Doug from Sacramento, CA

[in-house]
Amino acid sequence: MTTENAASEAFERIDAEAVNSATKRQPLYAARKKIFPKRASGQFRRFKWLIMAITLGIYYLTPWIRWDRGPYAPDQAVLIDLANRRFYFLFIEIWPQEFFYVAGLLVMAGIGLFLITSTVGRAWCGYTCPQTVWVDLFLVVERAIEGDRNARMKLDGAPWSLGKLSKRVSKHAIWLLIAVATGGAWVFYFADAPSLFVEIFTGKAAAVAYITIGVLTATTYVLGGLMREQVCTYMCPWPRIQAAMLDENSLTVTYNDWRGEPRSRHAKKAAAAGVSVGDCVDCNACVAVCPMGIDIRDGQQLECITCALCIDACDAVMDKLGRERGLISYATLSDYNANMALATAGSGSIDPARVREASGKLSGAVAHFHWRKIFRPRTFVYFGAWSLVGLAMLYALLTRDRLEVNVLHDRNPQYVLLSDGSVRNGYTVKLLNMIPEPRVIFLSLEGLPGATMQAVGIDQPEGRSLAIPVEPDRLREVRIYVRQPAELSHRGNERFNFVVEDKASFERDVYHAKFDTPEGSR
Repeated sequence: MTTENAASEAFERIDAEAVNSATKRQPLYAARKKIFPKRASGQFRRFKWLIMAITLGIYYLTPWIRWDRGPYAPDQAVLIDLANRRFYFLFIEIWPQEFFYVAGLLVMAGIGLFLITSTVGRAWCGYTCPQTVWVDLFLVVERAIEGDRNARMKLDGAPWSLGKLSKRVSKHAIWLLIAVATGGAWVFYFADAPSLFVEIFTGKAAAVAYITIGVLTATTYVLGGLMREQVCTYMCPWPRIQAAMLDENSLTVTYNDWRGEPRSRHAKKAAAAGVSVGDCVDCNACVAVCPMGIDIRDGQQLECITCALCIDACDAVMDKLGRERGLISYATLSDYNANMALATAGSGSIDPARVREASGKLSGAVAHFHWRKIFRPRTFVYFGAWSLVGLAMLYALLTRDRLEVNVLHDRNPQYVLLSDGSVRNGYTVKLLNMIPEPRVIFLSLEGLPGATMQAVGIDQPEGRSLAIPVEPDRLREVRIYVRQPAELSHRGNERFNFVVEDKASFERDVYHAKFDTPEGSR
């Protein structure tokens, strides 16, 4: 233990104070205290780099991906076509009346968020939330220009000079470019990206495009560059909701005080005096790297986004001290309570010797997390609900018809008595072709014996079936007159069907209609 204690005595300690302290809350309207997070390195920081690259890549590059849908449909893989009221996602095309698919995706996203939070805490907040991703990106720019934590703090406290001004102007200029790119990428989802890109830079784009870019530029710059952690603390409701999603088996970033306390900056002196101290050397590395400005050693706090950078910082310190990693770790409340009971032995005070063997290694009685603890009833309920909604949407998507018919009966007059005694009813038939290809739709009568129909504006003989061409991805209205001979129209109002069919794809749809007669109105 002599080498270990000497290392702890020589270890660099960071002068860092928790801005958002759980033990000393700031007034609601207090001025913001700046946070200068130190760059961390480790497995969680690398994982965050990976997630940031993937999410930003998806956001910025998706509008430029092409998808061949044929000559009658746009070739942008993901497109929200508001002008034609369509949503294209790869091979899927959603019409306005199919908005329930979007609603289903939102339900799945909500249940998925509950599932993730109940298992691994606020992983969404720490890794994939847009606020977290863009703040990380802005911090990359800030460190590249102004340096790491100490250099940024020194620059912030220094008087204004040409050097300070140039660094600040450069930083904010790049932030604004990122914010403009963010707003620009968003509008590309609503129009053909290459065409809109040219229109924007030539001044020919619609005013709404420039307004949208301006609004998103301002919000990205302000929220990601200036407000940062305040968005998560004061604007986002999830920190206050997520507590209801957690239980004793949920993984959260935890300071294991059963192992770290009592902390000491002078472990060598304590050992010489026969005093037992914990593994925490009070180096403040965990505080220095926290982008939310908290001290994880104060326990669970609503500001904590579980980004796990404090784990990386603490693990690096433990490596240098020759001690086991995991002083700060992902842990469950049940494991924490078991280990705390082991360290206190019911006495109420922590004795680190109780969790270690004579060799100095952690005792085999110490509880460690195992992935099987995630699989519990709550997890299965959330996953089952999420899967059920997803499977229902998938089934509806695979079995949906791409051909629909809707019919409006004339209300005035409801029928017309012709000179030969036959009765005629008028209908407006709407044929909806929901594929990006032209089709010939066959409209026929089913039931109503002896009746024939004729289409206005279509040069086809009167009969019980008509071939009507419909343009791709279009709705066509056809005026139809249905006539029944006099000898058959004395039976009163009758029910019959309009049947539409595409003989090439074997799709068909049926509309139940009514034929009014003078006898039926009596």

First Packers game I ever went to was in 1965. I was 15. My dad took me and my brother to Kezar Stadium for Green Bay-San Francisco. Game ended in a tie. GB had secured playoff spot; outcome had no effect on seeding. But Vincent Thomas Lombardi was p-----. Royally p-----. I've heard a tale he was so p------ he called a practice when the Packers arrived home, whenever that was. Have you heard anything like that?